June 27, 2013 / 11:41 PM / 6 years ago

GAO readies audit of Sebelius fundraising -Republican aides

WASHINGTON, June 27 (Reuters) - A U.S. government watchdog will scrutinize Health and Human Services Secretary Kathleen Sebelius’s efforts to raise private donations for a nonprofit group planning to help enroll uninsured people in health coverage under Obamacare, Republican congressional aides said on Thursday.

The nonpartisan Government Accountability Office (GAO) agreed to audit actions Sebelius took earlier this year including two fund-raising phone calls — one on April 29 to tax adviser H&R Block and another on Jan. 29 to the nonprofit Robert Wood Johnson Foundation, according to Republican aides in the Senate and the House of Representatives, who spoke on condition of anonymity. The audit comes at the request of Republican lawmakers.

GAO notified members of Congress verbally about its plans, the aides said.

No formal notice has been sent to Congress, according to a GAO spokeswoman, who declined further comment.

It was not clear whether the agency would look at separate efforts by Sebelius to rally other support for Enroll America from private organizations including healthcare companies.

“We have not received notice of an audit. However, we work with GAO on a regular basis and we would be happy to cooperate with them should we receive a request,” said an official with Sebelius’s Department of Health and Human Services (HHS).

Leading Republicans from oversight committees in both chambers asked GAO to look into the issue on May 16, saying Sebelius’s actions calls may have violated federal law and ethics rules, an allegation that HHS vehemently denies.

“They (GAO) are going to gather the facts about who HHS contacted, what was asked, and how close the relationship is with Enroll America,” said an aide to Senator Lamar Alexander, top Republican on the Senate Health, Education, Labor and Pensions Committee.

Enroll America, which has close ties to the White House, launched a state-level private-sector grassroots effort last week to raise public awareness about subsidized health coverage and other benefits that will become available Jan. 1 under President Barack Obama’s healthcare reform law.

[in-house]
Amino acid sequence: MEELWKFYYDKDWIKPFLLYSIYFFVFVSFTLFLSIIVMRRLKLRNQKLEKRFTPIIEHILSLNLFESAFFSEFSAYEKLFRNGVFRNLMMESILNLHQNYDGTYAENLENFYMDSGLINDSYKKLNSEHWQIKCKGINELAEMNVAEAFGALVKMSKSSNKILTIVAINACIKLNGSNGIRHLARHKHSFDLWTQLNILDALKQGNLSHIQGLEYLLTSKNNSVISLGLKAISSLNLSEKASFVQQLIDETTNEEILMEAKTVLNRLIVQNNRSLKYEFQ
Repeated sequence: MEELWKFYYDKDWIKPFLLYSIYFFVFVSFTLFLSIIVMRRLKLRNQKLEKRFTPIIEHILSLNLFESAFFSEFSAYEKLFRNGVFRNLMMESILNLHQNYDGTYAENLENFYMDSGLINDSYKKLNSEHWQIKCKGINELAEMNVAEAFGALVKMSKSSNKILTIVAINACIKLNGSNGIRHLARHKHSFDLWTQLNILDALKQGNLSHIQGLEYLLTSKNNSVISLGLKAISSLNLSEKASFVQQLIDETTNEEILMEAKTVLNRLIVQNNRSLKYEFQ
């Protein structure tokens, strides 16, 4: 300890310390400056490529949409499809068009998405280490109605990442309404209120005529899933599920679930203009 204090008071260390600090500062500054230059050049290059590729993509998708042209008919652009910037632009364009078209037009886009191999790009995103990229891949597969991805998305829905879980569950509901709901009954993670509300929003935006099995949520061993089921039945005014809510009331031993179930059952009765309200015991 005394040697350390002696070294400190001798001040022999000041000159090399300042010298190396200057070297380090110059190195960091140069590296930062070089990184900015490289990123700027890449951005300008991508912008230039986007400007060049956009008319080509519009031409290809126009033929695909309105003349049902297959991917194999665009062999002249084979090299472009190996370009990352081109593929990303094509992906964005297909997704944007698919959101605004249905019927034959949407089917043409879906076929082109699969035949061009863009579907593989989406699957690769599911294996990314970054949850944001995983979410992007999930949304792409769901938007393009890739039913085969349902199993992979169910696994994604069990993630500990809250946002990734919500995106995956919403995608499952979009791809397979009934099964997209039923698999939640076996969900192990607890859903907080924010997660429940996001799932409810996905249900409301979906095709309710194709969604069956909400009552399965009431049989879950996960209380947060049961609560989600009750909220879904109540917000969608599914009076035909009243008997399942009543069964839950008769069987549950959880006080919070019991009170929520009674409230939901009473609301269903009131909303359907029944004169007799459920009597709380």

The campaign will coincide with a broad range of similar public outreach efforts by federal and state agencies, consumer advocacy groups, media outlets, healthcare providers and private companies including insurers.

Obama’s Patient Protection and Affordable Care Act is supposed to provide subsidized private insurance through new online healthcare exchanges in all 50 states and an expansion of the Medicaid program for the poor in about half the country. Enrollment is slated to run from Oct. 1 to March 31, 2014.

The outreach efforts should reach full pitch in the fall with messages intended to help consumers sign up for coverage.

Sebelius told a House panel on June 4 that her fundraising actions were fully authorized under the Public Health Service Act, which gives the executive branch scope to promote public healthcare issues in partnership with the private sector.

The secretary disclosed that she also phoned three healthcare companies — Johnson & Johnson, Kaiser Permanente and Ascension Health — and talked about the importance of Enroll America but did not ask for money.

Kaiser Permanente and Ascension Health, both established Enroll America supporters, have since made new donations, according to the group.

“Johnson and Johnson has not contributed to Enroll America, but we are eager to work with them,” Enroll America President Anne Filipic, a former Obama White House aide, said in a statement.

Republicans, who want to repeal Obamacare, have blocked new congressional funding for implementation earlier this year. Critics say they are now trying to scare off donors to Enroll America in hopes of undermining implementation at the outset of the 2014 midterm election campaign in which Republicans hope to capture control of the Senate.

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